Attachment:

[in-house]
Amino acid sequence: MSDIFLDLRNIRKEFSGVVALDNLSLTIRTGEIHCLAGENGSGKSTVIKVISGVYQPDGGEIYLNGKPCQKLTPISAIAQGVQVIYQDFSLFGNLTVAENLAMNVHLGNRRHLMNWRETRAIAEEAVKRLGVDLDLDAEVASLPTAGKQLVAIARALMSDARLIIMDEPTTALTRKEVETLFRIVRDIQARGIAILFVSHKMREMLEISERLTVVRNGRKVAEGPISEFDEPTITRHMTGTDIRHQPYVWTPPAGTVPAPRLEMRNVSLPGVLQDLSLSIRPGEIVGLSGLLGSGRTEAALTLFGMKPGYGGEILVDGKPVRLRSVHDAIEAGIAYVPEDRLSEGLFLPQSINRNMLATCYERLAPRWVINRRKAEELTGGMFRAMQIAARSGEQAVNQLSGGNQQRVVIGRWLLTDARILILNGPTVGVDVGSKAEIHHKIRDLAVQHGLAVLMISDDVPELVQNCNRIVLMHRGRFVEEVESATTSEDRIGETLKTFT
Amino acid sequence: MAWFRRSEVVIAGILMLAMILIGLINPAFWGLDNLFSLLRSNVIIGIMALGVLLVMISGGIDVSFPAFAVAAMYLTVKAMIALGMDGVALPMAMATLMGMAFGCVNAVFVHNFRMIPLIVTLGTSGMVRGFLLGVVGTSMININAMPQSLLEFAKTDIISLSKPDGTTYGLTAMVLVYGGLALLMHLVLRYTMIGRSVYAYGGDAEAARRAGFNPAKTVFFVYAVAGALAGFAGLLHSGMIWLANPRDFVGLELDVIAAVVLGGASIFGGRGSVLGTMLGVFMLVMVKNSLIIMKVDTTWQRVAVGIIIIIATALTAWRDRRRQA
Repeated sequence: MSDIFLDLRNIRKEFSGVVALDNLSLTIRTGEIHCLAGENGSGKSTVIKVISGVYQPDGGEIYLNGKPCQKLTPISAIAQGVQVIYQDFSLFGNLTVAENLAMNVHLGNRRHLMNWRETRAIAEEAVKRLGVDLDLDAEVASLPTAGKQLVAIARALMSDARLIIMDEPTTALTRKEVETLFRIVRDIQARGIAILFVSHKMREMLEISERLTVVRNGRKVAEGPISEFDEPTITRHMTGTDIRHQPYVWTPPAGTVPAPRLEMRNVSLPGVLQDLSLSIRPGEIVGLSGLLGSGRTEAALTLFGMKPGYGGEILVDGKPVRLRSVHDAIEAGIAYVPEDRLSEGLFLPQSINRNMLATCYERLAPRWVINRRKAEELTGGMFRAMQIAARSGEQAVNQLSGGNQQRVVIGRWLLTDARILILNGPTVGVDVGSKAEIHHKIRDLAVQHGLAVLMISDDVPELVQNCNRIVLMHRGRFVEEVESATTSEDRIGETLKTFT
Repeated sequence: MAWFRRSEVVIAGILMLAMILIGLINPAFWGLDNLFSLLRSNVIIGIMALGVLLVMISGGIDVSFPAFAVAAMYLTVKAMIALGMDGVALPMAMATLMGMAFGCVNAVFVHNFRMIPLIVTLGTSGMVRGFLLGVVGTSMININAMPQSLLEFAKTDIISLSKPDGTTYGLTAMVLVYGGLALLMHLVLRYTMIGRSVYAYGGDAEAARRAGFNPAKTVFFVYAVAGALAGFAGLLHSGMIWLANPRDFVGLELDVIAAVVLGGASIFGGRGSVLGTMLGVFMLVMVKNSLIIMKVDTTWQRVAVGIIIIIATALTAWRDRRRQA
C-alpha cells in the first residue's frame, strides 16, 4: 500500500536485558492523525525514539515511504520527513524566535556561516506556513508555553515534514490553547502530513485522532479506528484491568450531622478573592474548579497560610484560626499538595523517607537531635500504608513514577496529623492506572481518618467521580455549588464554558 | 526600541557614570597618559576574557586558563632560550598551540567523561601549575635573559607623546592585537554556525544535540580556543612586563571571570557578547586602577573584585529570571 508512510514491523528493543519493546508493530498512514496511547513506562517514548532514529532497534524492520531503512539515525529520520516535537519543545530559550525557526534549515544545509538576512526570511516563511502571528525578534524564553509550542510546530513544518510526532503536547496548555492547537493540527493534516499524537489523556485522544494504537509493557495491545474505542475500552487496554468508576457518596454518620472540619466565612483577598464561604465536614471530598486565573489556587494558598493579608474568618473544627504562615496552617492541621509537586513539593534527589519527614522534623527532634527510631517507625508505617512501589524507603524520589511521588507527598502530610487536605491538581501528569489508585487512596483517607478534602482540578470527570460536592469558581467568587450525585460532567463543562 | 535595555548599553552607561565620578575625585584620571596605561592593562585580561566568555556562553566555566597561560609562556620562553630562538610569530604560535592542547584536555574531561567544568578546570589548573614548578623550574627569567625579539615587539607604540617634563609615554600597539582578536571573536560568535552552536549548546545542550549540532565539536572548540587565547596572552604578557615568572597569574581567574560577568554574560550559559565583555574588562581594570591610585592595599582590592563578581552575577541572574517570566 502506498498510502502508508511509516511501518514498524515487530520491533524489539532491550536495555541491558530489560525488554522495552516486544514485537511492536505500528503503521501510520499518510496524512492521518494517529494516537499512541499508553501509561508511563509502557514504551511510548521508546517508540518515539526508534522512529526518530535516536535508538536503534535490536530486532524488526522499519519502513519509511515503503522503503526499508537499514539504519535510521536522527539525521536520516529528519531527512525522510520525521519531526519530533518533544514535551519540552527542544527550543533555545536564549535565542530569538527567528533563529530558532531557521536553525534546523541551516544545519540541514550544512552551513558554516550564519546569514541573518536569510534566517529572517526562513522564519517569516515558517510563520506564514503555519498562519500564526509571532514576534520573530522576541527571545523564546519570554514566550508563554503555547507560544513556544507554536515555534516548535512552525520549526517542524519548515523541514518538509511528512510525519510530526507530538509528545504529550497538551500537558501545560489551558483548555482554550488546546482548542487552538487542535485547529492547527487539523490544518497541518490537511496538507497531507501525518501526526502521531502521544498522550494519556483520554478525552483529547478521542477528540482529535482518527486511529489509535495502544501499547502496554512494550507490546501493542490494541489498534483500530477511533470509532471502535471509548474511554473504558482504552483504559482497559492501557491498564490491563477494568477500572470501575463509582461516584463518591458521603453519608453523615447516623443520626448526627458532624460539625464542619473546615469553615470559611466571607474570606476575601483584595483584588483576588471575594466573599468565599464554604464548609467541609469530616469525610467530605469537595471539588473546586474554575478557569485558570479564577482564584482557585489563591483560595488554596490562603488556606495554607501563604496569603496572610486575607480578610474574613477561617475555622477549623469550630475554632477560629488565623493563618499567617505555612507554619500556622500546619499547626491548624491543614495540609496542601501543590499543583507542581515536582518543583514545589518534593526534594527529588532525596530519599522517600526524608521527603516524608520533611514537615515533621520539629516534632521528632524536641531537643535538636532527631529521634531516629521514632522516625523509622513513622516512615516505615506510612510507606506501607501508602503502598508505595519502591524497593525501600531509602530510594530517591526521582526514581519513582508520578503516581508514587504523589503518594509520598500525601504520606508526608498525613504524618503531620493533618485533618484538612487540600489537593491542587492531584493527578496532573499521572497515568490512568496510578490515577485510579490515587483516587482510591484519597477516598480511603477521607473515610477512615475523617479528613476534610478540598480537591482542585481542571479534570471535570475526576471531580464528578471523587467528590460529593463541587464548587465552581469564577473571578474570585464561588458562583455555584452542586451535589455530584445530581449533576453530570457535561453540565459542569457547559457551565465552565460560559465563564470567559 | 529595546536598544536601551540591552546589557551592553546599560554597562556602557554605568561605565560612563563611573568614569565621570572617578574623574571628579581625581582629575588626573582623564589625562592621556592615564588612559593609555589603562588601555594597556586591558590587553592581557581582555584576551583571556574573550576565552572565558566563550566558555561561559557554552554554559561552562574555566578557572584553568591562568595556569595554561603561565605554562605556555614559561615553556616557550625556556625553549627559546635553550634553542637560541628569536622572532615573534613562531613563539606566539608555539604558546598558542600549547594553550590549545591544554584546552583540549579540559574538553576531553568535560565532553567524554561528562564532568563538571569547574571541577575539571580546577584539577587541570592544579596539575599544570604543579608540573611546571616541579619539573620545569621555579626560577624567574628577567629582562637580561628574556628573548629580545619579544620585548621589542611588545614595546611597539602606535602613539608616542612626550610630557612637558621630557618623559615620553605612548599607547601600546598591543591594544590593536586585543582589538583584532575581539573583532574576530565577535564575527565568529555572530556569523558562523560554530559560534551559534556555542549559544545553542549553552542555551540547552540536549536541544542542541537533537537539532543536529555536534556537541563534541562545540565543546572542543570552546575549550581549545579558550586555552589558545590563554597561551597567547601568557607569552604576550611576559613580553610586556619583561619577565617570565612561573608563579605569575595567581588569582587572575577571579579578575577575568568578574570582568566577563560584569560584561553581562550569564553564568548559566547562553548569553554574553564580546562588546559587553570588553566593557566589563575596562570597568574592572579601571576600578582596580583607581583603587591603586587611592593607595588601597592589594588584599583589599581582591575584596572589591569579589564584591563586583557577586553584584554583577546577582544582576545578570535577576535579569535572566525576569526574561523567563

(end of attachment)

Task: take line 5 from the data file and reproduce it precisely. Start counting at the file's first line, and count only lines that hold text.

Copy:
Repeated sequence: MAWFRRSEVVIAGILMLAMILIGLINPAFWGLDNLFSLLRSNVIIGIMALGVLLVMISGGIDVSFPAFAVAAMYLTVKAMIALGMDGVALPMAMATLMGMAFGCVNAVFVHNFRMIPLIVTLGTSGMVRGFLLGVVGTSMININAMPQSLLEFAKTDIISLSKPDGTTYGLTAMVLVYGGLALLMHLVLRYTMIGRSVYAYGGDAEAARRAGFNPAKTVFFVYAVAGALAGFAGLLHSGMIWLANPRDFVGLELDVIAAVVLGGASIFGGRGSVLGTMLGVFMLVMVKNSLIIMKVDTTWQRVAVGIIIIIATALTAWRDRRRQA